For this test you can skip the Cloud Gateway Agent Setup since we don’t have any, click Skip and let’s finish the configuration.

Okay, now we need one reboot to finish the installation, make sure you unmount the ISO and click Restart. The VM should now reboot and the IGEL OS will start.

That’s it! You now have a Virtual IGEL Thin client running and you are now ready to be surprised by the power and the options of the IGEL OS with Windows Virtual Desktop support!

In my next post I will explain how to configure the WVD Session configuration and explain the different options.

Windows Virtual Desktop LAB on Hyper-V (on-premises)

First let me explain what the new hype is all about. Microsoft Windows Virtual Desktop is an Azure-powered service that lets users access a multi-session Windows 10 experience from anywhere. The service comes with Office 365 ProPlus integration for enterprise customers, as well as support for Windows Server Remote Desktop Services. The idea is that businesses can easily deploy and scale their Windows desktops and apps quickly and easily through the power of Azure.

Enabling built-in App-V client in Windows Server 2016

Microsoft has integrated their application virtualization technology named Microsoft App-V within Windows 10 and Windows Server 2016. In this post I will explain how to enable the integrated client and how to use it.

To demonstrate the built-in App-V client in Windows Server 2016 I will use a clean installed Virtual Machines running on VMware Workstation 12 Pro.

With the following powershell command you will get the Windows version.

(Get-WmiObject -class Win32_OperatingSystem).Caption

Windows version

The binaries

Without enabling the App-v Client in Server 2016 there are already files for App-V present on the system. These binaries are located in “C:\Windows\System32”

App-V files

Also the Microsoft App-V Client Services is by default installed. The service is disabled by default, you cannot start this services without enabling App-V.

App-V service

App-V Powershell commands

The following App-V Powershell commands are available:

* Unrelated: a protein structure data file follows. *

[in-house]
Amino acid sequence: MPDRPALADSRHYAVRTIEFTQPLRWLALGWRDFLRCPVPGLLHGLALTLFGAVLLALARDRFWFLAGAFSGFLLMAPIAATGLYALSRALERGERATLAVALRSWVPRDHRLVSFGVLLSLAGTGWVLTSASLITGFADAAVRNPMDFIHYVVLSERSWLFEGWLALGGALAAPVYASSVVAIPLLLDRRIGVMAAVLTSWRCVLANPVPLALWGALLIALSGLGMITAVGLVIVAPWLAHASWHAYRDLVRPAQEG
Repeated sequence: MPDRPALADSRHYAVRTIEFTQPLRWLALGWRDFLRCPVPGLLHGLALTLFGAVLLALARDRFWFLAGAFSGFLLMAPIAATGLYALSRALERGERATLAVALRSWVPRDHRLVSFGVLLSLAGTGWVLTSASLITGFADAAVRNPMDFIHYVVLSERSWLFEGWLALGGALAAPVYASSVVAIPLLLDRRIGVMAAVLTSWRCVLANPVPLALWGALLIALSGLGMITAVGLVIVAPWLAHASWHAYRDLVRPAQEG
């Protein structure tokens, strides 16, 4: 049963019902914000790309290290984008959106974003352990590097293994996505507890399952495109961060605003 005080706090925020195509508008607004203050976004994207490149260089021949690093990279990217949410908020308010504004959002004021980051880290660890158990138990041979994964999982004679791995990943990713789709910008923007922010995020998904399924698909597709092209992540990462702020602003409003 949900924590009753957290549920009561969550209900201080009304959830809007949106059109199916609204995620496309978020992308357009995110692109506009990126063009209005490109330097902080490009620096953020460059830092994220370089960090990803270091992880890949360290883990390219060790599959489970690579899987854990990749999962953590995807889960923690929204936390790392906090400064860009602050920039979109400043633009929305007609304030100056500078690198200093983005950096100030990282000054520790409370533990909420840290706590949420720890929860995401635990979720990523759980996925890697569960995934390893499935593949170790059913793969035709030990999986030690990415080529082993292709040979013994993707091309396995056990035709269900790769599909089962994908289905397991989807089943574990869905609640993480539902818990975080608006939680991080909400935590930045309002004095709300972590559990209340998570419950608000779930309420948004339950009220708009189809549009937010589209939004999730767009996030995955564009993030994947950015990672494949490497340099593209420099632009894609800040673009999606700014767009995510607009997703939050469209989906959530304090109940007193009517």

App-V commands

There is one new command: Enable-Appv
We will use this command to Enable the App-V client on this Server 2016 OS.

Enable App-V

After enabling App-V you can use the App-V powershell commands like you always do.

You can show the configuration in powershell with the following command:

Get-AppvClientConfiguration

Get-AppVClientconfiguration

Publish App-V package

To demonstrate the function of the App-V client I will publish an App-V package on Server 2016.

For publishing an App-V package you first need to add it to the client, after adding it you can publish it. Here an oneliner to accomplish this.

Add-AppvClientPackage "%AppVShare%\7-Zip_16.04\7-Zip_16.04.appv" | Publish-AppvClientPackage

Import App-V package 7-Zip

After publishing the application you can use it like any other application. In this case I can start 7-Zip manager via menu start.

7-zip App-V

During the publishing of the application the App-V client will create a cache of the files needed to run the App-V package. Default these cached files are located in “C:\ProgramData\AppV”

App-V cache

Updating vCenter Server Appliance 6.0 to Update 2

In this post I will go through the proces of updating your VCSA 6.0.0 with update 2.

For all the new Features and Release notes see VMware vCenter Server 6.0 Update 2 Release Notes

In my environment I have the VCSA Appliance running with embedded Platform Services Controller [PSC]. If you deployed an external PSC separately from vCenter then this post will still work for you! The upgrade procedure is the exact same on both the vCenter and PSC just upgrade the PSC first before vCenter.